# Importing Packages to .wls without shadow definitions and context specification

I am trying to import a package that works correctly when I use it in a notebook in a wolframscript .wls. I get a weird shadowing problem, however.

Here is a minimal working example test.wls, using the example from the Needs documentation:

#!/usr/bin/env wolframscript -print All

Needs["ComputerArithmetic"]

Ulp[1000.]


after chmod +x test.wls the result of running it is

> ./test.wls

Ulp::shdw: Symbol Ulp appears in multiple contexts {ComputerArithmetic, Global};
definitions.
GlobalUlp[1000.]


However, when I copy and paste the two non-shebang lines of code from test.wls into a notebook, I get the correct result. The same thing happens with my custom package.

I tried runnning wolframscript -code '$Path' and the directory that contains my package is there, so it cannot be a screwed up path. If I change the final line of my script to ComputerArithmeticUlp[1000.]  I get as output 1.1368683772161603*^-13, and the same fix works for my own package. Question: what is going on here, and what is a good workaround so that I don't have to specify the context of every custom package procedure and variable? • For completeness, I have $Version=="12.0.0 for Mac OS X x86 (64-bit) (April 7, 2019)" – evanb Nov 27 '19 at 1:14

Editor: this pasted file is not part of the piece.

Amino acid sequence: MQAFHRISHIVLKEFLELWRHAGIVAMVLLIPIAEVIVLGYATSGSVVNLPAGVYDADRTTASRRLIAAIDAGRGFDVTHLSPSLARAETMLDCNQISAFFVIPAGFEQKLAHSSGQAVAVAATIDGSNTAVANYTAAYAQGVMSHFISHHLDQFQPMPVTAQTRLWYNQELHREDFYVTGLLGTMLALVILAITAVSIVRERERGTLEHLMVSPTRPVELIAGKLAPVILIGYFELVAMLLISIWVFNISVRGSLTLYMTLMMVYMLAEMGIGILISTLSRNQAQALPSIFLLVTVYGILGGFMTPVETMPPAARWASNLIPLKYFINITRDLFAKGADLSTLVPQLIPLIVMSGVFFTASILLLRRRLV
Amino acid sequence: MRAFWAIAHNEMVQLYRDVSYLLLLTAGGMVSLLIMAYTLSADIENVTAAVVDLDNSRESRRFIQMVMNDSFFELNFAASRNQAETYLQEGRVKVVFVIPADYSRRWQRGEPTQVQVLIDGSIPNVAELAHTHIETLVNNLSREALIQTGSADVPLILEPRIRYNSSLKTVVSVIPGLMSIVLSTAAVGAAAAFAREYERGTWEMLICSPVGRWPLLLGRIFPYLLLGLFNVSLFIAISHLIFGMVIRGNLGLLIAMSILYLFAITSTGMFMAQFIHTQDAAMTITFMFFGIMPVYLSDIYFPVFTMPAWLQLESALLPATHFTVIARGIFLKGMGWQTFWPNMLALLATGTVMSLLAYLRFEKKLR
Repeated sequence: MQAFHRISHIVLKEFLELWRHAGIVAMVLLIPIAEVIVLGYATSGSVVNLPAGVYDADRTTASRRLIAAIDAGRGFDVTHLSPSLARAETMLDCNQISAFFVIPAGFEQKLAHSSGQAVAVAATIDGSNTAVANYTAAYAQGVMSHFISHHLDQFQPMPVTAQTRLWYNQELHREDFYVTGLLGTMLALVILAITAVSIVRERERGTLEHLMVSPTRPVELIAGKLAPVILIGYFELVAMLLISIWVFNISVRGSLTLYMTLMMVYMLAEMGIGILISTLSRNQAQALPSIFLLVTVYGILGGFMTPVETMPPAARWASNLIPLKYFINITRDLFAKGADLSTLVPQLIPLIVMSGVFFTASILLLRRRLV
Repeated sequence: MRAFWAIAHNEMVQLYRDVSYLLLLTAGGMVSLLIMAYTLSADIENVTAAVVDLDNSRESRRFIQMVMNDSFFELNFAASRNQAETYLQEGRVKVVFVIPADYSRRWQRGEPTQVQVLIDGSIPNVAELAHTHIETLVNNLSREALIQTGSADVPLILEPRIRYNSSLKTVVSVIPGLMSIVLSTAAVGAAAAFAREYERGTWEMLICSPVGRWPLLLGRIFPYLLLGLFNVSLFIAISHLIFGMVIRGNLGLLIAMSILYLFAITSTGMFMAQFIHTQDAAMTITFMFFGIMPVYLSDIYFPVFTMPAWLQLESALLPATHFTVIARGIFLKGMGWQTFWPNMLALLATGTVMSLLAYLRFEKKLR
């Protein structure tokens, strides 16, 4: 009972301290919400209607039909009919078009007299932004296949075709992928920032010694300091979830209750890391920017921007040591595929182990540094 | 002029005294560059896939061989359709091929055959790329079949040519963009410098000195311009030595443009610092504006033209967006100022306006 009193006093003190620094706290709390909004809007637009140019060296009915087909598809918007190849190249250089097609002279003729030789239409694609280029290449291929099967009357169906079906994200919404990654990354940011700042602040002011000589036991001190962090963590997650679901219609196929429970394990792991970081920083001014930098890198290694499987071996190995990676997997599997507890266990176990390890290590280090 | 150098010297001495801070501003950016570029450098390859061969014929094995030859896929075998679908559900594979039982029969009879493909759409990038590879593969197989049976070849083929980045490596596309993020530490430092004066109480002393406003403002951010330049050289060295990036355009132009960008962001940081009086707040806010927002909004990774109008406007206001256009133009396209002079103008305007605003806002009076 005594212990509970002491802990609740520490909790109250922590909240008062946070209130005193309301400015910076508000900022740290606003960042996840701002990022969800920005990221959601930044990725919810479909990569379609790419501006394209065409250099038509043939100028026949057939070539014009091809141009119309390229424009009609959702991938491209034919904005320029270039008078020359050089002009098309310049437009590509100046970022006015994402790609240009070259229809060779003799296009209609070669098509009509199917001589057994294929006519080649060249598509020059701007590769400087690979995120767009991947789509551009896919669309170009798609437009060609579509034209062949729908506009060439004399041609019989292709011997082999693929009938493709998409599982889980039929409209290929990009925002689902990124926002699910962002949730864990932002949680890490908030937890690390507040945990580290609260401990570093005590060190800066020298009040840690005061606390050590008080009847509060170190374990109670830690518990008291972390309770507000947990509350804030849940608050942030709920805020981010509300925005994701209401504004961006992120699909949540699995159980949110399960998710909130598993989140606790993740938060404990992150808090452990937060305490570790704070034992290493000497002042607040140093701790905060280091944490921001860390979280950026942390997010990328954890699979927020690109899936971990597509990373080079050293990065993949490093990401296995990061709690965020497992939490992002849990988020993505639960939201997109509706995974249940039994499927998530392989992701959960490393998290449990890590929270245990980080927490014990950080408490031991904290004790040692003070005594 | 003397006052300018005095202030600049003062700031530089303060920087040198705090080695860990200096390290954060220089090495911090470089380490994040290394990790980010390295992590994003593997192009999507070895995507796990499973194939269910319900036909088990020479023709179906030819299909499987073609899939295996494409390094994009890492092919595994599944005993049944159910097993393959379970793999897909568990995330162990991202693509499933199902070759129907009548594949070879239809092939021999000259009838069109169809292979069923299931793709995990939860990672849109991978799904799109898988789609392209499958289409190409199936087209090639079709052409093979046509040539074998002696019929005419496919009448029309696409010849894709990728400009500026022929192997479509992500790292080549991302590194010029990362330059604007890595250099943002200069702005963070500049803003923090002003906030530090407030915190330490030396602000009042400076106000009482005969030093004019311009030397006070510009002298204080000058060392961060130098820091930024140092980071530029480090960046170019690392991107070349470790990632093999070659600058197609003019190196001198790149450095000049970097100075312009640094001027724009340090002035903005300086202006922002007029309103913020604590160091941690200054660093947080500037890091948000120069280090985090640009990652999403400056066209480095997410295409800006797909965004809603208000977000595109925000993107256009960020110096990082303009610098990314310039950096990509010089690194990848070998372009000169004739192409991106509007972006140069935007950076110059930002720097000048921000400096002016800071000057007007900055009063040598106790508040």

• I guess I should also say that I have wolframscript --version WolframScript 1.2.0 for MacOSX-x86-64. – evanb Nov 27 '19 at 4:45
• It seems to be fine if you remove -print All and use e.g. Echo inside. – Kuba Nov 28 '19 at 8:48
• You're right, that is a solution. But the documentation reference.wolfram.com/language/ref/program/wolframscript.html suggests I should be able to use -print All (or maybe all) to get everything printed. In my "actual" script, rather than my mwe, making this change would be very very annoying. – evanb Nov 29 '19 at 15:11

Here's a version of the script that works:

#!/usr/bin/env wolframscript -print All -run \'Needs[\"ComputerArithmetic\"]\'

Ulp[1000.]


This is a limitation of -print All that we probably should either document or find a fix for, though the latter is rather challenging. When executing a script normally or using -print, wolframscript can essentially tell the kernel to just Get the script file and print or not the value returned by Get. But for -print All, wolframscript effectively has to import the script prior to executing it to get all the individual expressions. This means the all the symbols are created prior to the Needs evaluating, and the package symbols end up in the wrong context. Using the -run` option to the kernel (without lots of shell escapes) tells the kernel to load the package prioir to doing anything, so the symbols are created in the right context.

Update

After thinking about this some more, it probably doesn't actually have to import the file first--it's probably just doing that for efficiency. It could read it in one expression at a time, evaluate the expression, and print the result. This would be slower, but produce more accurate results. I'll file a bug about this.

• Why does it have to import the script prior to execution, rather than reading it line-by-line (or similar) and executing it on the fly? – evanb Dec 2 '19 at 20:23